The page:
Maretzek Italian Opera: Fra Diavolo

Event Information

Academy of Music

Proprietor / Lessee:
Max Maretzek

Event Type:

Record Information


Last Updated:
16 May 2019

Performance Date(s) and Time(s)

27 Mar 1869, Matinee

Program Details

The last matinee in which Ms. Kellogg performs.

Performers and/or Works Performed

aka Fra Diavolo, ou L’hôtellerie de Terracine Fra Diavolo, or The Inn of Terracina
Composer(s): Auber
Text Author: Scribe
Participants:  Maretzek Italian Opera Company;  Amati Dubreuil (role: Beppo);  Ettore Barili (role: Giacomo);  Clara Louise Kellogg (role: Zerlina);  Theodore Habelmann (role: Fra Diavolo);  Frida de Gebele (role: Lady Rochburg);  Giorgio Ronconi (role: Lord Rochburg)


Advertisement: New-York Times, 25 March 1869, 7.
Review: New York Herald, 28 March 1869, 5.

“Auber, the celebrated composer of ‘Fra Diavolo,’ recently spent the evening of his eighty-seventh birthday at a hall in the Hotel de Ville in Paris. He still frequents the opera, although it is said that he usually falls asleep during the early part of each performance, waking up refreshed in time to applaud vigorously the last act. If he could have been present at the farewell matinee of Miss Kellogg yesterday, we are confident that he would have kept wide awake whenever this favorite American prima donna appeared upon the stage in the character of Zerlina, the pretty and true-hearted daughter of the innkeeper Matteo. Auber would have heartily applauded Miss Kellog’s singing Guardato sulla roccia, in the first act, and of Si domani, in the second, as well as her fine acting throughout the entire opera and particularly while Zerlina earnestly and anxiously protested against the ill founded suspicions of her lover, Lorenzo, in the third act. We have so lately detailed the features of Miss Kellogg’s charming impersonation of Zerlina that it would be superfluous now to repeat what we have said in praise of it. Suffice it to add that her admirers in New York, determined not to be outdone by her admirers in Brooklyn, gave Miss Kellogg yesterday an ovation of which any artist might well be proud. During the operatic engagement which she has thus triumphantly finished Miss Kellogg has sung in ‘Faust,’ ‘La Traviata,’ ‘Don Giovanni,’ and ‘Fra Diavolo.’ The crowded houses she has drawn at each of her appearances attest not only her great personal popularity, but also the readiness of our public to welcome that revival of opera which can be expected only from a combination of the wisest and most liberal management and of the highest artistic talent. Let us hope against hope that such a combination will yet be made.”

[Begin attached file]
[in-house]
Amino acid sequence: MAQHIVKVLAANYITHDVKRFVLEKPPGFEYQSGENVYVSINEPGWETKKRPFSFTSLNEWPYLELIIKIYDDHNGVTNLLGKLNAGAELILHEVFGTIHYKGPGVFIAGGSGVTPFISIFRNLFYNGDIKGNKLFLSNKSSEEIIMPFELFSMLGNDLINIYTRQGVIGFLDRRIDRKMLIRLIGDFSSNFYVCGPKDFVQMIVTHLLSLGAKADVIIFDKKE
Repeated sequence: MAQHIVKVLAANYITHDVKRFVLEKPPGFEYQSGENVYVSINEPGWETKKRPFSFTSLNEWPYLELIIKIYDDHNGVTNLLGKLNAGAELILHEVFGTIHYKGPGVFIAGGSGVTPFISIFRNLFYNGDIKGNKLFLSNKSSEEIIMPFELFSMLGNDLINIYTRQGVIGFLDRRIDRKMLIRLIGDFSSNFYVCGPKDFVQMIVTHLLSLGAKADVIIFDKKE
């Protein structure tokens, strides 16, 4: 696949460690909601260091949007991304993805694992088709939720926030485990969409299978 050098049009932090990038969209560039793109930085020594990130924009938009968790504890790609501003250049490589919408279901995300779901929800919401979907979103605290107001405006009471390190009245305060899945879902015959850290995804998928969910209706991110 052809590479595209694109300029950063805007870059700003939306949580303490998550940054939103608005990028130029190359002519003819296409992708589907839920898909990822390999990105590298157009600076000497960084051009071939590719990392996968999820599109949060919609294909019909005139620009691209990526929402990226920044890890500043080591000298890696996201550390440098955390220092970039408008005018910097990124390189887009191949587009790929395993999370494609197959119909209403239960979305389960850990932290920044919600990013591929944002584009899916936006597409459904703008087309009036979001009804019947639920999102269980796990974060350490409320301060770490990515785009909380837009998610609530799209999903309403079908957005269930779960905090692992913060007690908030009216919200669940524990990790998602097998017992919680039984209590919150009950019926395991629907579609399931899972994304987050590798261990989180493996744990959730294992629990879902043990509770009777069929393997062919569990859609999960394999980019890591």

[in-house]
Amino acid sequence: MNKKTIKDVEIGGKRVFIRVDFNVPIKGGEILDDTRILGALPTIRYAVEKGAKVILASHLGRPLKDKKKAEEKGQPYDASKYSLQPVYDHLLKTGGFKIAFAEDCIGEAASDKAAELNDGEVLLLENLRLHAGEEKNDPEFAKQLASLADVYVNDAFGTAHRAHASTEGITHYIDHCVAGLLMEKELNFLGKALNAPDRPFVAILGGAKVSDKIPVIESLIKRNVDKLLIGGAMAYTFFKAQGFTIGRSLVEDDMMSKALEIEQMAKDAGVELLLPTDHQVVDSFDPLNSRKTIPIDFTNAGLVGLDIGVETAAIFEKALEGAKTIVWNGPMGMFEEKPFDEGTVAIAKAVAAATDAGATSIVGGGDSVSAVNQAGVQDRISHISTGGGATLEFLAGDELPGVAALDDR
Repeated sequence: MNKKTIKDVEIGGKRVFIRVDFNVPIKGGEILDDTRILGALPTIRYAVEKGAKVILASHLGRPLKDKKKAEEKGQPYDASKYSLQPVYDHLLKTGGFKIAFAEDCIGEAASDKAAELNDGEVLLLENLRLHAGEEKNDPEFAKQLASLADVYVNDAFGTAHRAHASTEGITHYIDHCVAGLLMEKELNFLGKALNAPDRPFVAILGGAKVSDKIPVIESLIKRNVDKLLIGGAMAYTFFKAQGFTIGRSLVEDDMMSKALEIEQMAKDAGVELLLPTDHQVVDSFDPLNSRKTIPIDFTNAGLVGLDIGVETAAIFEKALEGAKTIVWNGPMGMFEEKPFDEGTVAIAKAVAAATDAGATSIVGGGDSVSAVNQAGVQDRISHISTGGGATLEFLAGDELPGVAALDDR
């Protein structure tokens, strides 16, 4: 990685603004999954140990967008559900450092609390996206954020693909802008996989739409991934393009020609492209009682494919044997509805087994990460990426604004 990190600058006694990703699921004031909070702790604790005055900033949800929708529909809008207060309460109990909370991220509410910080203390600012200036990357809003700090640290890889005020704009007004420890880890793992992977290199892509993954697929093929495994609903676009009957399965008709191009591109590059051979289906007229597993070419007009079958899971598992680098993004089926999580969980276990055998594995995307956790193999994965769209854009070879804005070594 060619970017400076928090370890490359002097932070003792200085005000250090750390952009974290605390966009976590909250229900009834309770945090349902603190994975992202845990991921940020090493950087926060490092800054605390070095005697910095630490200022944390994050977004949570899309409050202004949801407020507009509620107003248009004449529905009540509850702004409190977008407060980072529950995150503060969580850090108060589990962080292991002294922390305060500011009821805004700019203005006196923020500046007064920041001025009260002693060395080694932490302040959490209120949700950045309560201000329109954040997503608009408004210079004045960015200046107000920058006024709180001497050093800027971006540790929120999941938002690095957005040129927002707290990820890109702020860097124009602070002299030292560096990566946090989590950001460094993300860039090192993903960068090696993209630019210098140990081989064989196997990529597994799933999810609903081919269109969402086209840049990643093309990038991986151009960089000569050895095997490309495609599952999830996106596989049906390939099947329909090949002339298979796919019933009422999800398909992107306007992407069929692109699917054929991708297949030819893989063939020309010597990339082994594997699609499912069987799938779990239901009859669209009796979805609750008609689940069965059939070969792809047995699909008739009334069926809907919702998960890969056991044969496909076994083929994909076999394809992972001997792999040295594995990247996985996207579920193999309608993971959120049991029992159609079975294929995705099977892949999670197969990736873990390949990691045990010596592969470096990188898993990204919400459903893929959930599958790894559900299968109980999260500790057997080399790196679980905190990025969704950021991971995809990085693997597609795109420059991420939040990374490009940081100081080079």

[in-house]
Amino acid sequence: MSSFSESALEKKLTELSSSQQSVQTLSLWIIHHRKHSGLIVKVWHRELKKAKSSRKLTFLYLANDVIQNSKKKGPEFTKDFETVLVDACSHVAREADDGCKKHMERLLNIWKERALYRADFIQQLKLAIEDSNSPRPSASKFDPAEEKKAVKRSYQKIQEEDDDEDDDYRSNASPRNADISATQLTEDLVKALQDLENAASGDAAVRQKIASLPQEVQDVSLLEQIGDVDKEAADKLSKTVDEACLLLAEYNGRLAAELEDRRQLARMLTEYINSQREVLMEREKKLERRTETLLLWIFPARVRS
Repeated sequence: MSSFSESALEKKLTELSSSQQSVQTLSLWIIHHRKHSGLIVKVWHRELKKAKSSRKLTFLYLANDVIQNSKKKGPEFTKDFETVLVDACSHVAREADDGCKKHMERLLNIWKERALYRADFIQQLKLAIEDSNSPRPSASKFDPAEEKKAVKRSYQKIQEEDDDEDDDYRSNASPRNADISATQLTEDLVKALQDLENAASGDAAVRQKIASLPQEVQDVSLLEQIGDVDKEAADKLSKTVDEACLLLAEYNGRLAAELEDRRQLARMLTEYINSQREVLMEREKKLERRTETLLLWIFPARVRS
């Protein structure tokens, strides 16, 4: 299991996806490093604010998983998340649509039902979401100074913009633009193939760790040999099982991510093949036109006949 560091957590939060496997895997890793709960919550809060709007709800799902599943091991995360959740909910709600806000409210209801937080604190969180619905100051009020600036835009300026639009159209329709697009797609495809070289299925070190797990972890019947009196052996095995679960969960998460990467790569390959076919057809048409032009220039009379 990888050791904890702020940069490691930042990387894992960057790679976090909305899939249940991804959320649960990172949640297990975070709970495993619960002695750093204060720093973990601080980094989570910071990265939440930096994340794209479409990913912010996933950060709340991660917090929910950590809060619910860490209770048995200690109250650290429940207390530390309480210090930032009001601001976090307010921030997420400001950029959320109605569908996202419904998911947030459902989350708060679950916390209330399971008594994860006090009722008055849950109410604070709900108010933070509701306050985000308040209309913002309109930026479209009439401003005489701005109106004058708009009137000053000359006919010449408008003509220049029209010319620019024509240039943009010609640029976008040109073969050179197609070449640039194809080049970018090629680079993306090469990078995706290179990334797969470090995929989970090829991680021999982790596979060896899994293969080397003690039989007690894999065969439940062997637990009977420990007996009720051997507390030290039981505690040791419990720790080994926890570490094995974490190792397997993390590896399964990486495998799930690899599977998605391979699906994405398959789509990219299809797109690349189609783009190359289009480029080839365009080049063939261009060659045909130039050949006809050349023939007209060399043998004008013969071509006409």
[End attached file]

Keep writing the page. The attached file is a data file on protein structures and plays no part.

Review: New-York Times, 29 March 1869, 5.

“Concerning the performances on Saturday, it is only necessary to say that the matinée was very well attended, and that in the evening the lieges did not muster in their usual force.”